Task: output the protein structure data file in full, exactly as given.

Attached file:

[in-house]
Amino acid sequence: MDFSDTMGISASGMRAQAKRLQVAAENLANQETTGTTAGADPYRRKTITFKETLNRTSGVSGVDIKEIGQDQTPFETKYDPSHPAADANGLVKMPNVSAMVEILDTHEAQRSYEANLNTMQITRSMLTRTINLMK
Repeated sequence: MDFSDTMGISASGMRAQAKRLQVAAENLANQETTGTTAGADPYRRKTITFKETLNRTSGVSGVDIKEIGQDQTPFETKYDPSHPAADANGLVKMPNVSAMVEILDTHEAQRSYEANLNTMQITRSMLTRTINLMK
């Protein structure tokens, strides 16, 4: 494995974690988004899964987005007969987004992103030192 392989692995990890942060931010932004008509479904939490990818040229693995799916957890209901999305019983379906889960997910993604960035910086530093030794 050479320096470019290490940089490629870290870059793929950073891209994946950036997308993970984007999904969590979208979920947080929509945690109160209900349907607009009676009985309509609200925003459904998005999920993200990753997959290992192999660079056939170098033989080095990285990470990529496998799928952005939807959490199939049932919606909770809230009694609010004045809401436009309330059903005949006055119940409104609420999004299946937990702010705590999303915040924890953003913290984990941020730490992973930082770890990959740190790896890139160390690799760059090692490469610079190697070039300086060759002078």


[in-house]
Amino acid sequence: MDFSDTMGISASGMRAQAKRLQVAAENLANQETTGTTAGADPYRRKTITFKETLNRTSGVSGVDIKEIGQDQTPFETKYDPSHPAADANGLVKMPNVSAMVEILDTHEAQRSYEANLNTMQITRSMLTRTINLMK
Repeated sequence: MDFSDTMGISASGMRAQAKRLQVAAENLANQETTGTTAGADPYRRKTITFKETLNRTSGVSGVDIKEIGQDQTPFETKYDPSHPAADANGLVKMPNVSAMVEILDTHEAQRSYEANLNTMQITRSMLTRTINLMK
């Protein structure tokens, strides 16, 4: 494995974690988004899964987005007969987004992103030192 392989692995990890942060931010932004008509479904939490990818040229693995799916957890209901999305019983379906889960997910993604960035910086530093030794 050479320096470019290490940089490629870290870059793929950073891209994946950036997308993970984007999904969590979208979920947080929509945690109160209900349907607009009676009985309509609200925003459904998005999920993200990753997959290992192999660079056939170098033989080095990285990470990529496998799928952005939807959490199939049932919606909770809230009694609010004045809401436009309330059903005949006055119940409104609420999004299946937990702010705590999303915040924890953003913290984990941020730490992973930082770890990959740190790896890139160390690799760059090692490469610079190697070039300086060759002078």